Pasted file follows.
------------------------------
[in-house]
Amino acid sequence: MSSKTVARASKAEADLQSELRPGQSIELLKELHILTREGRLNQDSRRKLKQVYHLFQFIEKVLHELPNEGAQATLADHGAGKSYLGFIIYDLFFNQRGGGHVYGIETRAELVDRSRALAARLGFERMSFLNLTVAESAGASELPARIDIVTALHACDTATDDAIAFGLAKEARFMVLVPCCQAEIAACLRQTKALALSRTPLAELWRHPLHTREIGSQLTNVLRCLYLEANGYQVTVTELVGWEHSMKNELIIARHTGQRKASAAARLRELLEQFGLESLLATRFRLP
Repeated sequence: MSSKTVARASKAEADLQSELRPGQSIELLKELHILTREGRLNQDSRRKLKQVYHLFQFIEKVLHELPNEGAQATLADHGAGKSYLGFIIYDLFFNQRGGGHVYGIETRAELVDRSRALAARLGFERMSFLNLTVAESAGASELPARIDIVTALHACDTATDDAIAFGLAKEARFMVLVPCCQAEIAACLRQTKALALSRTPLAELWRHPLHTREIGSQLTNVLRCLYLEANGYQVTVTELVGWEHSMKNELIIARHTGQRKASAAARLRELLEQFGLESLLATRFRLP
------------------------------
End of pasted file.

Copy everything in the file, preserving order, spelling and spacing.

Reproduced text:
[in-house]
Amino acid sequence: MSSKTVARASKAEADLQSELRPGQSIELLKELHILTREGRLNQDSRRKLKQVYHLFQFIEKVLHELPNEGAQATLADHGAGKSYLGFIIYDLFFNQRGGGHVYGIETRAELVDRSRALAARLGFERMSFLNLTVAESAGASELPARIDIVTALHACDTATDDAIAFGLAKEARFMVLVPCCQAEIAACLRQTKALALSRTPLAELWRHPLHTREIGSQLTNVLRCLYLEANGYQVTVTELVGWEHSMKNELIIARHTGQRKASAAARLRELLEQFGLESLLATRFRLP
Repeated sequence: MSSKTVARASKAEADLQSELRPGQSIELLKELHILTREGRLNQDSRRKLKQVYHLFQFIEKVLHELPNEGAQATLADHGAGKSYLGFIIYDLFFNQRGGGHVYGIETRAELVDRSRALAARLGFERMSFLNLTVAESAGASELPARIDIVTALHACDTATDDAIAFGLAKEARFMVLVPCCQAEIAACLRQTKALALSRTPLAELWRHPLHTREIGSQLTNVLRCLYLEANGYQVTVTELVGWEHSMKNELIIARHTGQRKASAAARLRELLEQFGLESLLATRFRLP